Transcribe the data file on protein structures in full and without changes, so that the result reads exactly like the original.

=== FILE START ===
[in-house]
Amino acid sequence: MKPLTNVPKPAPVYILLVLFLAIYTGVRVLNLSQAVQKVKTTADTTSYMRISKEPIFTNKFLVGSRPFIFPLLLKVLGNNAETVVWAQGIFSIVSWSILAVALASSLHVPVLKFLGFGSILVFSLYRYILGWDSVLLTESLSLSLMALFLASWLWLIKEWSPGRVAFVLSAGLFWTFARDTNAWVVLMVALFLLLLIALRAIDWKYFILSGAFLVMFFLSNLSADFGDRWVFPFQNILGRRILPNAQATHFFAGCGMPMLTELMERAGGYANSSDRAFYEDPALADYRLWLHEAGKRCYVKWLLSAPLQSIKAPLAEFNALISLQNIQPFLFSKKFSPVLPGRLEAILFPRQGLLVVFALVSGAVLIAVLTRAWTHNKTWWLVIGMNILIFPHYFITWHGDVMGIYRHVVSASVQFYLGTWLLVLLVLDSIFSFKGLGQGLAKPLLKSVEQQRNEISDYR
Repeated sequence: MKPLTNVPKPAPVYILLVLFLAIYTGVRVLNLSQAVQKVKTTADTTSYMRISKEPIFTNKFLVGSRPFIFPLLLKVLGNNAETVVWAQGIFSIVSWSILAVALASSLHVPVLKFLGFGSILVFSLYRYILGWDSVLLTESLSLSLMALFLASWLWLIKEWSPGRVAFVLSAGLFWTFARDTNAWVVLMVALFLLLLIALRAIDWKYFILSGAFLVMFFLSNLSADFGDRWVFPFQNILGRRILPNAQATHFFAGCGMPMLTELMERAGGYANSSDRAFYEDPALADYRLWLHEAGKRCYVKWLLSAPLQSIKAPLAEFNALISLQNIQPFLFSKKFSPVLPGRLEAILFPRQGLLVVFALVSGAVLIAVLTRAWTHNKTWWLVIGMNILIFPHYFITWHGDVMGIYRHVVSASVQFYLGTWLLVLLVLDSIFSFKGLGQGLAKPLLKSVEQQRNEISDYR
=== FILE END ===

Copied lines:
[in-house]
Amino acid sequence: MKPLTNVPKPAPVYILLVLFLAIYTGVRVLNLSQAVQKVKTTADTTSYMRISKEPIFTNKFLVGSRPFIFPLLLKVLGNNAETVVWAQGIFSIVSWSILAVALASSLHVPVLKFLGFGSILVFSLYRYILGWDSVLLTESLSLSLMALFLASWLWLIKEWSPGRVAFVLSAGLFWTFARDTNAWVVLMVALFLLLLIALRAIDWKYFILSGAFLVMFFLSNLSADFGDRWVFPFQNILGRRILPNAQATHFFAGCGMPMLTELMERAGGYANSSDRAFYEDPALADYRLWLHEAGKRCYVKWLLSAPLQSIKAPLAEFNALISLQNIQPFLFSKKFSPVLPGRLEAILFPRQGLLVVFALVSGAVLIAVLTRAWTHNKTWWLVIGMNILIFPHYFITWHGDVMGIYRHVVSASVQFYLGTWLLVLLVLDSIFSFKGLGQGLAKPLLKSVEQQRNEISDYR
Repeated sequence: MKPLTNVPKPAPVYILLVLFLAIYTGVRVLNLSQAVQKVKTTADTTSYMRISKEPIFTNKFLVGSRPFIFPLLLKVLGNNAETVVWAQGIFSIVSWSILAVALASSLHVPVLKFLGFGSILVFSLYRYILGWDSVLLTESLSLSLMALFLASWLWLIKEWSPGRVAFVLSAGLFWTFARDTNAWVVLMVALFLLLLIALRAIDWKYFILSGAFLVMFFLSNLSADFGDRWVFPFQNILGRRILPNAQATHFFAGCGMPMLTELMERAGGYANSSDRAFYEDPALADYRLWLHEAGKRCYVKWLLSAPLQSIKAPLAEFNALISLQNIQPFLFSKKFSPVLPGRLEAILFPRQGLLVVFALVSGAVLIAVLTRAWTHNKTWWLVIGMNILIFPHYFITWHGDVMGIYRHVVSASVQFYLGTWLLVLLVLDSIFSFKGLGQGLAKPLLKSVEQQRNEISDYR